“Now is the fun part. Brainstorm a list of objects that connect with the direction that you are being pulled. For example, let’s say you want to talk about Thomas. You might have written down, ‘I want to see, too!'”
Crafting Children Sermons
Whether you’ve been doing sermons with children for a long time, or you’ve just been asked to fill in next Sunday, there comes a time when you feel like an explorer in uncharted territory. It can be exciting – and in the same breath – terrifying. My hope for you, after reading this article, is not that the terror (let’s call it nervousness) completely leaves you. Sorry (NotSorry) about that. The nervousness, or the work of the Holy Spirit, is necessary and can breathe life into your lesson.
What I do hope is to provide tips for doing children sermons, using everyday objects. I call this “Dollar Store Children Sermons.” Here are ten points on the map, which will help guide you to your final destination.
10 Tips for Object Lessons That Actually Work
Ask God to guide your journey. Funny, but this is the step that I most often forget, and find myself returning to it when I don’t have a clue about where I am going(!)
2. Read the Scripture for Your Sunday
Get an idea of the scripture is about. Is it a parable? Is it a miracle? Pay particular attention to emotions that you feel while reading. Underline words that stand out for you. As you read, remember what it was like to be a kid, and ask yourself, and the Spirit, what parts of the story might stand out for children.
3. List Ideas, Feelings, and Thoughts
Write down your impressions on paper. There are no wrong things to write down. You will be surprised what comes from your heart and mind. These can be one-word concepts, such as forgiveness, or perhaps a thought, like, “What was that story all about?”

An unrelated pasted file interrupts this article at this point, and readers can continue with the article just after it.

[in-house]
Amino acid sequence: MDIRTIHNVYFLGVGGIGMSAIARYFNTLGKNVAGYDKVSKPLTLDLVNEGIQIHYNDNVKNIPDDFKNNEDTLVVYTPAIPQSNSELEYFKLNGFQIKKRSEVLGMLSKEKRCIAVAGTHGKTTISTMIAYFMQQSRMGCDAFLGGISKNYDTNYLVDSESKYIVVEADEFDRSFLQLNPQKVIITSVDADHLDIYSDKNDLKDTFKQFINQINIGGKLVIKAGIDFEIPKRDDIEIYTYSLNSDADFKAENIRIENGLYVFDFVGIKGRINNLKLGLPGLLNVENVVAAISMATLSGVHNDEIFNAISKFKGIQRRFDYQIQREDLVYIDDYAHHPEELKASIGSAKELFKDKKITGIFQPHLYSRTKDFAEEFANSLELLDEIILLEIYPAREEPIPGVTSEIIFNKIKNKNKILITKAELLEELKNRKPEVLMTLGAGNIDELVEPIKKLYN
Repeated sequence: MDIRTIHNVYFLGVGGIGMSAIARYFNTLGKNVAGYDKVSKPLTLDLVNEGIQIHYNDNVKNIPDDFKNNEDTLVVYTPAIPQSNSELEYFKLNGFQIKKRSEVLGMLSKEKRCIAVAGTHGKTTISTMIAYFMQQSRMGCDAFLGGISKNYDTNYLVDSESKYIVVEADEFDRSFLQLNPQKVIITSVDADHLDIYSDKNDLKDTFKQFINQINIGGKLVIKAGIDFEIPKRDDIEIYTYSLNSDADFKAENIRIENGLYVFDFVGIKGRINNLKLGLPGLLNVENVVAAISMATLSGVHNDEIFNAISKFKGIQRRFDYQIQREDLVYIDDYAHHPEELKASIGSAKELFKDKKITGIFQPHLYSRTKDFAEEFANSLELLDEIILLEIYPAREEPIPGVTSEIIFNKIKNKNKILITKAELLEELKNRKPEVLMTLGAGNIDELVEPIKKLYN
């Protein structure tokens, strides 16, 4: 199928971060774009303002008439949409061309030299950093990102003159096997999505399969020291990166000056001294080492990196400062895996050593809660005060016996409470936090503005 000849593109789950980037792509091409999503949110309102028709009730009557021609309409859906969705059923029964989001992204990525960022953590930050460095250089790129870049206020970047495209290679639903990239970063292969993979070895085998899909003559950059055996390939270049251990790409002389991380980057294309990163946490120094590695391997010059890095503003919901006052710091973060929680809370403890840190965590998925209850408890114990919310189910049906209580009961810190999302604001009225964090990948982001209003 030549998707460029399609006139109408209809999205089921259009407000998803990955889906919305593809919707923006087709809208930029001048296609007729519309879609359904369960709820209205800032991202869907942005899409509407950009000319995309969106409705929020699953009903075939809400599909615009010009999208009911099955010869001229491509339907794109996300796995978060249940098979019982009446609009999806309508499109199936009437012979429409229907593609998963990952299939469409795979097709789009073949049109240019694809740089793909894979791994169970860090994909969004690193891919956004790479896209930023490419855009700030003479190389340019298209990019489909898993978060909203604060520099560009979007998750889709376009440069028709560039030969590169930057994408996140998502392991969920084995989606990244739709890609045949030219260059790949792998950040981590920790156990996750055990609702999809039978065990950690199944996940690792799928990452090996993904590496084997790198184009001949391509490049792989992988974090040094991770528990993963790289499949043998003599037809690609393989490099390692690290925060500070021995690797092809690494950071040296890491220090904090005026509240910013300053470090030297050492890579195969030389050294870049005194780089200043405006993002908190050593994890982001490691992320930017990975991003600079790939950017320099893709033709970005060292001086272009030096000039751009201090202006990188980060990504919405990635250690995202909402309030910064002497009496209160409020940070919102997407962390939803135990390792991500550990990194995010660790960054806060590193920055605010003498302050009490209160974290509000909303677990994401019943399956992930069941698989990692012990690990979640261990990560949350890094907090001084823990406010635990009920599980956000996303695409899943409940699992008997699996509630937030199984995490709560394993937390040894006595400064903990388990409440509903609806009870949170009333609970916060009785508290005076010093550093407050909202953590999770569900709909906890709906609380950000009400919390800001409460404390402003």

Read the text again, and notice other thoughts and ideas that come to the surface.
5. No Self Editing
The key part of the process is getting the ideas out. Do not start with, “Well, that is a dumb idea.” Put it down on paper. You never know where it will lead. Yes, you may never use it. But how can you use it if you don’t write it down?
Read your list and then listen to what ideas rise to the surface. Prayer is still important at this step!
7. Brainstorm, Part 2
You now have a list of thoughts, words, emotions, doodles written down on paper. Now is the fun part. Brainstorm a list of objects that connect with the direction that you are being pulled. For example, let’s say you want to talk about Thomas. You might have written down, “I want to see, too!” Brainstorming objects might lead to a pair of binoculars or magnifying glass.
When publishing my blog Dollar Store Children Sermons, I will write out a list of ideas, and then head to the Dollar Store and walk the aisles. Sometimes I know what object I am looking for, and other times I only have ideas from my brainstorm list. I walk, and I pray, and I notice. And then, I walk some more.
8. Create a Clear Take-Away
Find the one sentence take away for the kids. “God loves you,” or “We are asked to help those are hurt.” This is critical.
9. Avoid Asking Direct Questions
The phrase, “I wonder,” is a helpful way to ask questions. (This language comes from the Sunday school program Godly Play.) For example, during an object lesson with tissues, I might say, “I wonder what Jesus’ friends thought when he was crying.”
10. Enjoy the Kids
This is a crucial part. Kids can tell if you enjoy them. So enjoy the kids. Enjoy yourself. As a kid in church, I remember going up front and knowing that the person who was giving the children sermon liked kids. Have fun!
John W. Stevens, is pastor of Zion Lutheran Church (ELCA), in Oregon City, Oregon. John has a passion for poetry, sleight of hand magic, coffee and being a dad. Along with creating Children Sermons, John writes daily haiku prayers which can be found on Facebook or Instagram and his newest passion is home roasting and sharing the love of coffee. John’s Children Sermons can be found at Dollar Store Children Sermons.